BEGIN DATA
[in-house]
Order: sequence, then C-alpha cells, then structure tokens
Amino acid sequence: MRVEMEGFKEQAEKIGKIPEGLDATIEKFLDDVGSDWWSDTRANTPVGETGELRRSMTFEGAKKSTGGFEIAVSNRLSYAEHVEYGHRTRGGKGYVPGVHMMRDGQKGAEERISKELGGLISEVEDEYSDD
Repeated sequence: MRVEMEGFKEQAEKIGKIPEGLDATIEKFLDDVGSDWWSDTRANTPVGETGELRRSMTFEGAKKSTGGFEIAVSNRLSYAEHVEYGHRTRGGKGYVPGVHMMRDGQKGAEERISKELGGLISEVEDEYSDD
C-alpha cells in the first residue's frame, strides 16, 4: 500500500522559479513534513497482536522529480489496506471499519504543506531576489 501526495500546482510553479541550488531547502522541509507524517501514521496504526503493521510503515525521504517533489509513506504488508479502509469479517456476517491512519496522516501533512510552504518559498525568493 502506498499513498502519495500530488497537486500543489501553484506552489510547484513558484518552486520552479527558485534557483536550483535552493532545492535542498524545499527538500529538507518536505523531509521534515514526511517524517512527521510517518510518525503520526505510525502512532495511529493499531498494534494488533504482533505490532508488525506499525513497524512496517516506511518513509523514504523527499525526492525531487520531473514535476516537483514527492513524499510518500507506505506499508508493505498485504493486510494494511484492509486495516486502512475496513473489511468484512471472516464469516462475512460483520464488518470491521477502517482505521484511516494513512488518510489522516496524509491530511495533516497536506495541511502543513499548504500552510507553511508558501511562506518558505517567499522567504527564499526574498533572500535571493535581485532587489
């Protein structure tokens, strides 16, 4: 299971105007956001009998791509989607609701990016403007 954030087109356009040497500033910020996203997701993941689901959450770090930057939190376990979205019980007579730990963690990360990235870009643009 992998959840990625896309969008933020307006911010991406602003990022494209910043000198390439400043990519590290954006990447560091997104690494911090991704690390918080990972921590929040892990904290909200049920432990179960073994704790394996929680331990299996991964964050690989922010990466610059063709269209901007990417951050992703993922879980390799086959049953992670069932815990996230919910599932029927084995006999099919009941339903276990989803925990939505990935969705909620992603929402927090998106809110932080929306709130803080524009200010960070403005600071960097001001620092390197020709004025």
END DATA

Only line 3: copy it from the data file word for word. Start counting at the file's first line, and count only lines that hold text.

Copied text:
Amino acid sequence: MRVEMEGFKEQAEKIGKIPEGLDATIEKFLDDVGSDWWSDTRANTPVGETGELRRSMTFEGAKKSTGGFEIAVSNRLSYAEHVEYGHRTRGGKGYVPGVHMMRDGQKGAEERISKELGGLISEVEDEYSDD